European leaders sign new EU treaty in Lisbon
Heads of state and government officially signed a new treaty yesterday aimed at simplifying decision-making in the EU and extending its competences to new areas such as energy and judicial co-operation. But the delayed arrival of UK Prime Minister Gordon Brown overshadowed the ceremony.
The official signing ceremony, held in a Gothic church in the Portuguese capital on Thursday (13 December), was overshadowed by the absence of UK Prime Minister Gordon Brown.
Faced with intense pressure from Eurosceptics to hold a referendum on the new text, the British leader only arrived to join his colleagues for lunch and eventually signed the document later, away from the cameras. Brown cited a diary clash for his delayed arrival, with a Parliamentary committee holding him in London.
"There is no better manifestation of his lack of interest in Europe than his thinking that missing the signature would not be a big deal," said Hugo Brady of the Centre for European Reform, cited by AFP.
EU leaders were however quick to turn the attention to the EU's future challenges. "The Treaty of Lisbon will reinforce the Union's capacity to act and the ability to achieve our goals in an effective way. As such, it will help the Union to deliver better results to European citizens," Commission President José Manuel Barroso said at the official ceremony.
According to Sebastian Kurpas, research fellow at the Centre for European Policy Studies (CEPS), the Lisbon Treaty is indeed "likely to make the EU more democratic" through an increased use of legislative procedures that give the European Parliament a greater say, but also the strengthening of national parliaments' role. Kurpas says that it could in principle also make the EU more efficient by streamlining its decision-making.
But the analyst warns that it "will not make the EU more transparent". A number of opt-outs, protocols, declarations and provisions for "flexible integration" make the text largely unreadable for the average citizen, Kurpas says.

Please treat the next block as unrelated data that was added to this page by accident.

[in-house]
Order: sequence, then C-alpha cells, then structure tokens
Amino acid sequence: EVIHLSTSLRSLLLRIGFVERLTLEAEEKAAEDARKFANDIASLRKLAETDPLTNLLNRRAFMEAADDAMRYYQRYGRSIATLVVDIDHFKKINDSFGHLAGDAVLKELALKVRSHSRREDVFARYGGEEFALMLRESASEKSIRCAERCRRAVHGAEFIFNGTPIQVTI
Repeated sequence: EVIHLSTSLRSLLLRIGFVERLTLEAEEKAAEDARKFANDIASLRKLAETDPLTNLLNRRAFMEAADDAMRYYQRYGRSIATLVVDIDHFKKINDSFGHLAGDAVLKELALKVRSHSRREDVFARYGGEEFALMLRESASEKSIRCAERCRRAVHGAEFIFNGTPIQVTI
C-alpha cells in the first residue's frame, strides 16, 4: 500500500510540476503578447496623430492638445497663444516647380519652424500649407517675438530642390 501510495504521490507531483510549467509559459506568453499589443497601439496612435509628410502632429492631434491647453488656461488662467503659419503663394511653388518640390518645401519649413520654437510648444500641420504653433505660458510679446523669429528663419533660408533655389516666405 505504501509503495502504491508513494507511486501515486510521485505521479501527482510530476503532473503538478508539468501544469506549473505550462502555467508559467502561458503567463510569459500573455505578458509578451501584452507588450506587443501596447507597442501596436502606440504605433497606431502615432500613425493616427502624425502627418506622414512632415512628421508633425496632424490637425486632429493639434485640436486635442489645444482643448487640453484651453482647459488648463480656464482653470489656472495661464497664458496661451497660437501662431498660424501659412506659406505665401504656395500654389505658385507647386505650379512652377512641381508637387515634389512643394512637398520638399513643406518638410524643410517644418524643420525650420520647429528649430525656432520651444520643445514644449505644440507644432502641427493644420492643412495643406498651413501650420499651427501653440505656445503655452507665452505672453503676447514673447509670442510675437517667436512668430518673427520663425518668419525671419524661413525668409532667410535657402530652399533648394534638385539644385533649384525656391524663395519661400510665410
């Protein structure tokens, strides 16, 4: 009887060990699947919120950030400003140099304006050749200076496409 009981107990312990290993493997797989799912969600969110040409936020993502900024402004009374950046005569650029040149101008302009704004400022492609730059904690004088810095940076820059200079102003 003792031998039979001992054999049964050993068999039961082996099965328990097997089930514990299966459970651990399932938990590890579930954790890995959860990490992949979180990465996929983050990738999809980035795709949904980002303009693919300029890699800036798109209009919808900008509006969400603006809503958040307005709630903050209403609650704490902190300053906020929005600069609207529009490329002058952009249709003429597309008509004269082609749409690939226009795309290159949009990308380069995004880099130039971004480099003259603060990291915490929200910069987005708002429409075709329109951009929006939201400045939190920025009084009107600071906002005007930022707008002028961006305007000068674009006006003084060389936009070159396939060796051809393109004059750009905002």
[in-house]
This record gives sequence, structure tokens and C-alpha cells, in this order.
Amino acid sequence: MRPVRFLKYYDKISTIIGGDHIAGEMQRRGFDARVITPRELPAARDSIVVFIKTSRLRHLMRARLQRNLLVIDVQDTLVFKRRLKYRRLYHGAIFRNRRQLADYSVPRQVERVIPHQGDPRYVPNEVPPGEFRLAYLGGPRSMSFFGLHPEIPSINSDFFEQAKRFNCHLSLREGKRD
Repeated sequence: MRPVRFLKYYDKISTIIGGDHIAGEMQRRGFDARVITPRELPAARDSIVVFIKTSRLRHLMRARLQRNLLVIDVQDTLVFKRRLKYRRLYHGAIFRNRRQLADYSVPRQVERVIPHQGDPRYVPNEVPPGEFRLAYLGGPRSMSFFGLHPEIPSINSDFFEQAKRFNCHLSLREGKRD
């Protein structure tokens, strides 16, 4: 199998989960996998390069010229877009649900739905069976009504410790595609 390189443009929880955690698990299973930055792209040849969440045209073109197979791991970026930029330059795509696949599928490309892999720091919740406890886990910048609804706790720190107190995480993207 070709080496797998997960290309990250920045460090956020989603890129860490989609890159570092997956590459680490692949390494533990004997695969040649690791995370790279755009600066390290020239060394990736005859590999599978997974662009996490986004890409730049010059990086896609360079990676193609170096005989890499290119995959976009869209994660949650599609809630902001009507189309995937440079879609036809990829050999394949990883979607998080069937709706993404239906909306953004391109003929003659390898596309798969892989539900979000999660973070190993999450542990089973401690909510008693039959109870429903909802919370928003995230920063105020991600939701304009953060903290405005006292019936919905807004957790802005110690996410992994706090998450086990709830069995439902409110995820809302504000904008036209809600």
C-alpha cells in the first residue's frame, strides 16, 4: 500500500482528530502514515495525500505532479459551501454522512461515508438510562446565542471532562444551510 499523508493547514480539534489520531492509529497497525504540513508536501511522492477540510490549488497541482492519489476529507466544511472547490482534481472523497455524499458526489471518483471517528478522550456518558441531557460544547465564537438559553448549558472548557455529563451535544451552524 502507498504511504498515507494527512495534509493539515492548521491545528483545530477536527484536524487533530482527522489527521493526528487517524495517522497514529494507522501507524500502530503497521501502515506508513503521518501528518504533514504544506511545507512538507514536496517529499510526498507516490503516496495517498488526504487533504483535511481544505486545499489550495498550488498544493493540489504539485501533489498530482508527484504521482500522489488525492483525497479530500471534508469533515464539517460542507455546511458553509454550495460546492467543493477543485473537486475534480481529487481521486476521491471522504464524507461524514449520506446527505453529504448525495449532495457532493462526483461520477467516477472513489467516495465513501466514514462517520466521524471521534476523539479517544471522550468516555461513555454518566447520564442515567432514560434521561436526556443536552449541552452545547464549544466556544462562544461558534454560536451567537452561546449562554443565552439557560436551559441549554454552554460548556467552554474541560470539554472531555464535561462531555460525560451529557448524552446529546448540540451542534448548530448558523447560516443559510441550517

Other challenges remain. In order to come into force by the target date of 1 January 2009, the document now needs to be swiftly ratified by member states. So far, Ireland is the only country that is bound by its constitution to hold a referendum, while the other countries are set to ratify the Treaty through their national parliaments.
According to Kurpas, the "stripping of all symbolic elements" from the Treaty will make ratification easier by avoiding the sensitive issue of referenda, but is "likely to entail a price for future integration".
Following tough negotiations with Poland and the UK at the last European Summit in June, European heads of state and government managed to overcome their differences and agree to the final text of a new EU treaty in October.
The treaty puts an end to the Union's institutional soul-searching triggered by the rejection of the draft Constitution by voters in France and the Netherlands in 2005.
Council of Europe Secretary General Terry Davis stated: "At the Council of Europe, we are glad that the European Union Reform Treaty paves the way for their organisation to join our European Convention on Human Rights."
European business organisation BusinessEurope welcomed the signing of the Lisbon Treaty. However, its President Ernest-Antoine Seillière urged EU leaders: "We now need swift ratification of this Treaty in order to allow the EU to concentrate on achieving its economic and social objectives."
SME Union President Christoph Leitl added: "The time is ripe for Europe to put all its energy into tackling the important issues of the future which preoccupy citizens and entrepreneurs. Especially small and medium-sized enterprises need more attention from Brussels to face the challenges of globalisation."
- By 1 Jan. 2009: Lisbon Treaty to be ratified across the 27 EU member states, thus allowing it to come into force.